You might be tempted to include more details than necessary, especially if you’re trying to stay within that page limit. The finished product should be easy to read, with a normal amount of white space on the page.
Depending on your industry and the job you’re seeking, a creative resume may help you stand out from your rivals. Check to see whether infographics or other creative additions might help to sell you as the best candidate for the job.
Creative resumes can be helpful, but only in limited instances. Don’t just add those images and media to create something trendy. In most cases, you will want to stick to the more traditional resume format.
What size font should you use? What about page margins? How many paragraphs should your resume contain? You can drive yourself crazy obsessing about those details. Just use a good resume template as your guide and focus on the details that matter.
Dates, locations, and similar details should be aligned to the right of the page. That creates a uniform, easy-to-read appearance for your resume.
As a rule, you should only use one font in your resume. If you must use more, however, limit it to two.
There are plenty of basic resume templates available online. Find one and use it as a guide to help you with formatting, detail placement, and more. Why reinvent the wheel when you have so many good examples from which to choose?
Be sparse with your use of text effects like italicization, bolding, and capital letters. Overuse can make your resume difficult to read.
Job titles, employer names, and similar details should be highlighted in some way. You should bold or italicize them to make them stand out. Your readers will have an easier time identifying those key details when you set them apart in that way.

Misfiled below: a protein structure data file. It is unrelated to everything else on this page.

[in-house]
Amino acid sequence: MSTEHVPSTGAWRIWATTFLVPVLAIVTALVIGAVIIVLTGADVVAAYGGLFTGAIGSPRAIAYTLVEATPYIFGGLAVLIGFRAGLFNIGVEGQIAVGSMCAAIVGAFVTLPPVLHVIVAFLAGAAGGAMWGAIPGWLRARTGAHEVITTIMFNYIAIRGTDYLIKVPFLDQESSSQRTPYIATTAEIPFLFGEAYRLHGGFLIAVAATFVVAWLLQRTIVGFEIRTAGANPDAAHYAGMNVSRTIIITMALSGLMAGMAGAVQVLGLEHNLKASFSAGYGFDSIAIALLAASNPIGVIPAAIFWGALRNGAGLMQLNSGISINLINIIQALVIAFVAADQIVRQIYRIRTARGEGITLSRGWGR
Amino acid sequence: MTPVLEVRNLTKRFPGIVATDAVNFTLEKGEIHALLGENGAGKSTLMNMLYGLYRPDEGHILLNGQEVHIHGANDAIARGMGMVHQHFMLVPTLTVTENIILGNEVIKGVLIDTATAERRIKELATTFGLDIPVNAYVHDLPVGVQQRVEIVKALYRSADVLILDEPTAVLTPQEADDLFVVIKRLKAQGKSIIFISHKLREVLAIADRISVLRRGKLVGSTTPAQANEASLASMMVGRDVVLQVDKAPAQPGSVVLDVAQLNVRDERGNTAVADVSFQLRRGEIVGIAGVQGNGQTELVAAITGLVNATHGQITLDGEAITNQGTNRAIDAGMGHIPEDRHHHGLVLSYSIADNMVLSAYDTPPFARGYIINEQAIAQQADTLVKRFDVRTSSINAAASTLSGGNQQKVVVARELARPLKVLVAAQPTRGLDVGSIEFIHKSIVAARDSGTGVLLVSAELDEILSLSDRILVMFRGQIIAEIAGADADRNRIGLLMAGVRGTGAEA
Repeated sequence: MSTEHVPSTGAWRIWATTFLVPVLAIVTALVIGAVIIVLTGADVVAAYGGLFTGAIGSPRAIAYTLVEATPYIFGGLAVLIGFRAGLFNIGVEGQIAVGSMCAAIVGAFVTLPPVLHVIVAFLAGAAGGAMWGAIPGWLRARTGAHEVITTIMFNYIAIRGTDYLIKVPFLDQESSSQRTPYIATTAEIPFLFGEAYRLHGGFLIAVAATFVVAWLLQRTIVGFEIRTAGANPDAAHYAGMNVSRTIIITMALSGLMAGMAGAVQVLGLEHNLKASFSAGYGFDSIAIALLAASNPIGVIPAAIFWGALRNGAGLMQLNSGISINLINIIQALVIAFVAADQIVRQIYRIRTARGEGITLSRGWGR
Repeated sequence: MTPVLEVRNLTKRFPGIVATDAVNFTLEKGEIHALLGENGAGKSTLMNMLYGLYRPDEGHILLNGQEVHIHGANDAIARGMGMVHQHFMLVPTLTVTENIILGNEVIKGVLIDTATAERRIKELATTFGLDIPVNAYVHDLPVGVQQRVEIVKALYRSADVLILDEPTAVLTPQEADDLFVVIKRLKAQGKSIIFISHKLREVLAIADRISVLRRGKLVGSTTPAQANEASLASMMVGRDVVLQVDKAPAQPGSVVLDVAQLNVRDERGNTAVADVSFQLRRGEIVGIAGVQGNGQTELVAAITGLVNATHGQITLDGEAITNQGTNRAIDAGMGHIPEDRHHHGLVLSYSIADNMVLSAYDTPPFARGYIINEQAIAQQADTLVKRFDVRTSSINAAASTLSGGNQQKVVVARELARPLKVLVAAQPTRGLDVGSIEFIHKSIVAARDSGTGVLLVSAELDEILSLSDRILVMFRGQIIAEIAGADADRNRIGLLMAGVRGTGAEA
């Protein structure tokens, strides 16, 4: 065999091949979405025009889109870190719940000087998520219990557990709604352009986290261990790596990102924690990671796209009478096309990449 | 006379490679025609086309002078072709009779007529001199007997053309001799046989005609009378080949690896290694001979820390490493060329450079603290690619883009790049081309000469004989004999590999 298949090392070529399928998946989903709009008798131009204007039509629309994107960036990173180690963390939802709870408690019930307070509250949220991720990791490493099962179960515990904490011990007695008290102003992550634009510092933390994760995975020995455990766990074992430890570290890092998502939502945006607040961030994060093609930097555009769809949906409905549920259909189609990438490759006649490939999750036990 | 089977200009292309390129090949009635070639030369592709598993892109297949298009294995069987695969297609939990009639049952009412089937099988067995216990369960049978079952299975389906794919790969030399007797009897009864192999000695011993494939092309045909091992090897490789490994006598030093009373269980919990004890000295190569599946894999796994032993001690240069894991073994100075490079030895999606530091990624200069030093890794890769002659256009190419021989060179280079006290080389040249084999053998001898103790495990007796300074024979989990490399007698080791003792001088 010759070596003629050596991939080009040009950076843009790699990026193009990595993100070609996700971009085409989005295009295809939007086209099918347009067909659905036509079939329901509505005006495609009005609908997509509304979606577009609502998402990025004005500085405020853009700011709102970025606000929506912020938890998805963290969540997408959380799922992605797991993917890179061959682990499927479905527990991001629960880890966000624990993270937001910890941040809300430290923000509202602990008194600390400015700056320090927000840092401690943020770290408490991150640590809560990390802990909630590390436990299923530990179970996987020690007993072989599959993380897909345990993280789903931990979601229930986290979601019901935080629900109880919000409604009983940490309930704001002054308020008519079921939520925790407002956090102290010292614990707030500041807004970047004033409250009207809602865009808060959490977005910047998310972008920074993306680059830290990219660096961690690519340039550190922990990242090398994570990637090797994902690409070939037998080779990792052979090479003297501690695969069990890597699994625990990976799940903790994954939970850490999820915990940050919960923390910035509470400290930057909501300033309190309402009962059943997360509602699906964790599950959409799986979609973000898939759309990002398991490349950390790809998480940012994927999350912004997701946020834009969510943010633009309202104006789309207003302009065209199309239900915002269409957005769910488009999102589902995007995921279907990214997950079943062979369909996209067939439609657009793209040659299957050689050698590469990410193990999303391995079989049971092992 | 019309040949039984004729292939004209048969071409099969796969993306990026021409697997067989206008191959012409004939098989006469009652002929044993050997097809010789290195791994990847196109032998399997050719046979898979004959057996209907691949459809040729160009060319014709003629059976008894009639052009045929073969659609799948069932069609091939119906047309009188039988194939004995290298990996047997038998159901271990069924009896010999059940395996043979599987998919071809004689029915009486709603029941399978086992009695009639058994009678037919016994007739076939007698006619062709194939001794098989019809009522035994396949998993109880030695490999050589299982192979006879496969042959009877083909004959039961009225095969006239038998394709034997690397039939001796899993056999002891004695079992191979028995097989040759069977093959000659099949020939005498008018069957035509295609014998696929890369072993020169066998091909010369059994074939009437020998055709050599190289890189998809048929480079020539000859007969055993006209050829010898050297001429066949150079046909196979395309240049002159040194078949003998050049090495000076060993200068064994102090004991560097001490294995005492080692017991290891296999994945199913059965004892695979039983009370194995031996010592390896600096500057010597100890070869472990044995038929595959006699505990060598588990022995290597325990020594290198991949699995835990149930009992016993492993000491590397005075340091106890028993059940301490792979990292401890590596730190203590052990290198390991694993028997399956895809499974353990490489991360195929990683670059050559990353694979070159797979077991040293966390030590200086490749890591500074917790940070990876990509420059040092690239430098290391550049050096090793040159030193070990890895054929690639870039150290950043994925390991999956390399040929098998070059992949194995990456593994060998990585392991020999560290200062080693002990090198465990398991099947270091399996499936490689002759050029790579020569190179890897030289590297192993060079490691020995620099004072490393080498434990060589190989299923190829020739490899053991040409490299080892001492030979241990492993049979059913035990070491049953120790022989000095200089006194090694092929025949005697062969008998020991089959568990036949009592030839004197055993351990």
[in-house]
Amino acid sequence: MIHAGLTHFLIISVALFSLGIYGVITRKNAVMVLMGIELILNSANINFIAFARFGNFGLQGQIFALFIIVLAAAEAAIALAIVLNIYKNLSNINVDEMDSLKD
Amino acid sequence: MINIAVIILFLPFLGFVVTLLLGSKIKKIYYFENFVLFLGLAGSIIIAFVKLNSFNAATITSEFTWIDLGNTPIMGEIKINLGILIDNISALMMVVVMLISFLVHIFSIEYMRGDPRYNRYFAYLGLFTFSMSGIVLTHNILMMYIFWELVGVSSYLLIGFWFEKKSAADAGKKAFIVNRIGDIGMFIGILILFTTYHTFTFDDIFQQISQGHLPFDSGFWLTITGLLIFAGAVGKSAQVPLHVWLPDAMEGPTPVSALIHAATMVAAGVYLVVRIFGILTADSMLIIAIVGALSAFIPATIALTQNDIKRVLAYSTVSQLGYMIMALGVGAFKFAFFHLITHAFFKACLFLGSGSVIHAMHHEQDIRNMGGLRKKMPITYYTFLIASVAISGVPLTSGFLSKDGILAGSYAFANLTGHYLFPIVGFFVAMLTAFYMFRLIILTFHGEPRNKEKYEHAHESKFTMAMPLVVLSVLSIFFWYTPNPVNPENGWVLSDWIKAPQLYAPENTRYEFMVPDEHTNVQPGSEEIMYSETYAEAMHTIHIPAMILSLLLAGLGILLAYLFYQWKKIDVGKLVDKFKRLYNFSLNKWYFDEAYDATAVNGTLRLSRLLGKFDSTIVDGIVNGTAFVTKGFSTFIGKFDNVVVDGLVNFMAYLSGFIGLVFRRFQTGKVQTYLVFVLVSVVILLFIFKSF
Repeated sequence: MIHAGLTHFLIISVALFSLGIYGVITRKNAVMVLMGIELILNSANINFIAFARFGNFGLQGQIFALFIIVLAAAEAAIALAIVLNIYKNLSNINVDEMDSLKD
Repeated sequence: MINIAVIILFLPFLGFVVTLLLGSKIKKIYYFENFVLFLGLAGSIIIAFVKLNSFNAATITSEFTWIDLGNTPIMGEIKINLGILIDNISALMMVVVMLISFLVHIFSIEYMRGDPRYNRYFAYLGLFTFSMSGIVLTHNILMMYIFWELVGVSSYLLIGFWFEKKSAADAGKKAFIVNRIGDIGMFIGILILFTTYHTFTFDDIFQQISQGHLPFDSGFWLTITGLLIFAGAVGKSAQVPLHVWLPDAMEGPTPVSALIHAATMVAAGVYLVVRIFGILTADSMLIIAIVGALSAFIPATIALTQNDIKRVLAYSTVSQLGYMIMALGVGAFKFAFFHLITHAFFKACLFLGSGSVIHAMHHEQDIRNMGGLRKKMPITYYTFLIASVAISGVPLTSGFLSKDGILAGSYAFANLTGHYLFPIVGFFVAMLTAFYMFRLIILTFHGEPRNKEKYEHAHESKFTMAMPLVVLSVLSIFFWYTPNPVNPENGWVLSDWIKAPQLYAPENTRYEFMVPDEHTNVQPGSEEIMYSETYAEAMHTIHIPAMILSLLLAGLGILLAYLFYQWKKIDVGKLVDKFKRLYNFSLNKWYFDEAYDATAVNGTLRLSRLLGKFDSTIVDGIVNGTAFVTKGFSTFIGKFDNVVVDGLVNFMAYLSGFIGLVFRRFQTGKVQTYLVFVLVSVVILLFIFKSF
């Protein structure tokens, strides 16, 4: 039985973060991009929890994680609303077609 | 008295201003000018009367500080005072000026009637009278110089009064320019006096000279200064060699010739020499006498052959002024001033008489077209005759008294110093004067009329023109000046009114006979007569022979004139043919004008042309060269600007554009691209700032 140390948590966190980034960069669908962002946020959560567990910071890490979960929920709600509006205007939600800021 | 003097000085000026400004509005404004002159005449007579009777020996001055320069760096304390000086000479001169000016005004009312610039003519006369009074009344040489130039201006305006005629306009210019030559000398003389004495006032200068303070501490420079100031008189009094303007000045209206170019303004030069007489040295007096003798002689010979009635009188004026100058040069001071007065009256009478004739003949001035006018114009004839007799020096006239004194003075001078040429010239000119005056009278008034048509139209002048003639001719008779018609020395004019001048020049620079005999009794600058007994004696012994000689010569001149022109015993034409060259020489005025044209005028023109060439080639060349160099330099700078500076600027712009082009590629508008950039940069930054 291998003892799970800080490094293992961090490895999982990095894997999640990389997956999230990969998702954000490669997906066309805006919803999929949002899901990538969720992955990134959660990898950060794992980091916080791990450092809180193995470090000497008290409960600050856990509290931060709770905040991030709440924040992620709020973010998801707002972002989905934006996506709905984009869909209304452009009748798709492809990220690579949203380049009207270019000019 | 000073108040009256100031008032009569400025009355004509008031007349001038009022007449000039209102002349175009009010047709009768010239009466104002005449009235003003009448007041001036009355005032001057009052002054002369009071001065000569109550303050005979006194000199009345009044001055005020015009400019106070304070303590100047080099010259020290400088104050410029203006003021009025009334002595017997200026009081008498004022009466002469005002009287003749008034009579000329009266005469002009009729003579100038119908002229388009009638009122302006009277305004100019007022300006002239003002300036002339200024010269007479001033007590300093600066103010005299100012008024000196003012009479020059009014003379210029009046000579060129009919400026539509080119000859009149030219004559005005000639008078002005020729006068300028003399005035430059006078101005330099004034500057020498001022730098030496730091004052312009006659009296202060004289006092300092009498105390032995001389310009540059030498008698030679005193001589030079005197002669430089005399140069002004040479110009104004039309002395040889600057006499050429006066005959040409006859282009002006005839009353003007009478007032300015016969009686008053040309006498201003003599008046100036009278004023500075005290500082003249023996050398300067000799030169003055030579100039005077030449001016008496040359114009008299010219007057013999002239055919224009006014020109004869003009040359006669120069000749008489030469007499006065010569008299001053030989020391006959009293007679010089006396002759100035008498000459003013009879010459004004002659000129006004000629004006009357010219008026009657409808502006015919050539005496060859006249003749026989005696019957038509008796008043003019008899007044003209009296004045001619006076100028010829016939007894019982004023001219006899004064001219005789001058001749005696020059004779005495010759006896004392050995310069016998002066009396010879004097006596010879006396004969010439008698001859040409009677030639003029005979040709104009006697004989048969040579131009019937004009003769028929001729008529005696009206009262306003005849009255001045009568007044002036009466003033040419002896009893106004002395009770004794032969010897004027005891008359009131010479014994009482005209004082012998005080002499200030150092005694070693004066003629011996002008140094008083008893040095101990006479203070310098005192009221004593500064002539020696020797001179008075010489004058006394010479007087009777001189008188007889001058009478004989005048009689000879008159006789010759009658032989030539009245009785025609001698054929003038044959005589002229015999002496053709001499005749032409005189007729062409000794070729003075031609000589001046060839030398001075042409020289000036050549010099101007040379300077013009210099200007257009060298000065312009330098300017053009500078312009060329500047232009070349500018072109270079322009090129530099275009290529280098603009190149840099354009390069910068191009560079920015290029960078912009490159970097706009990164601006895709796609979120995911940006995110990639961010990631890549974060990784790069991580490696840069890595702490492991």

It’s tempting to add a flurry of bullet points in your resume sections. When it comes to the top 50 resume dos and don’ts, however, that’s a definite “don’t.” Limit those bullet points to two. That will help readability and aid you in your effort to keep the resume limited to one page.
Which is easier to read: 128 or one-hundred and twenty-eight? Simplify your resume by using the actual numerical digits rather than their text counterparts.
You should always send your resume as a Word Doc. An ATS can easily process a Word doc and they are also the preferred format for most hiring managers and recruiters.
If you’re stuck with your resume, spend some time reading others’ resumes. Ask colleagues to let you read their resumes, and see how they present themselves to employers. That will give you a good indication of how you should be describing your achievements and role at the firm.
If there’s one thing that bugs hiring managers more than any other, it’s a failure to proofread. This should probably be near the top of anyone’s list of the top 50 resume dos and don’ts! Always proofread your resume for content, grammar, spelling, and more.
Try using a word cloud generator to get a better idea of your language usage. That will help you to see your most frequently-used words. You can then decide whether those are the words you want employers to think about when they read your resume, and adjust as needed.
Your resume-writing job isn’t really done until you’ve tested it with friends, family, and associates. Let several other people read it, and ask for feedback. Is it presenting the right message? Are they left with more questions than answers? Use that feedback to make any additional improvements that might be necessary.
Our final do on our list of the top 50 resume dos and don’ts may be the most important of all. It’s simple, really: do be sure to get the help you need to craft the perfect resume. Whether you’re struggling to create a resume, or just want yours reviewed by someone who understands the process, a professional resume writer can be a tremendous help.
Resume-writing can be a major challenge, but these top 50 resume dos and don’ts can help provide the guidance you need. So, if you’re crafting your resume, be sure to follow these tips to help you avoid the most common pitfalls and problems. That should increase your odds of landing more interviews and winning that new job you’ve been dreaming about.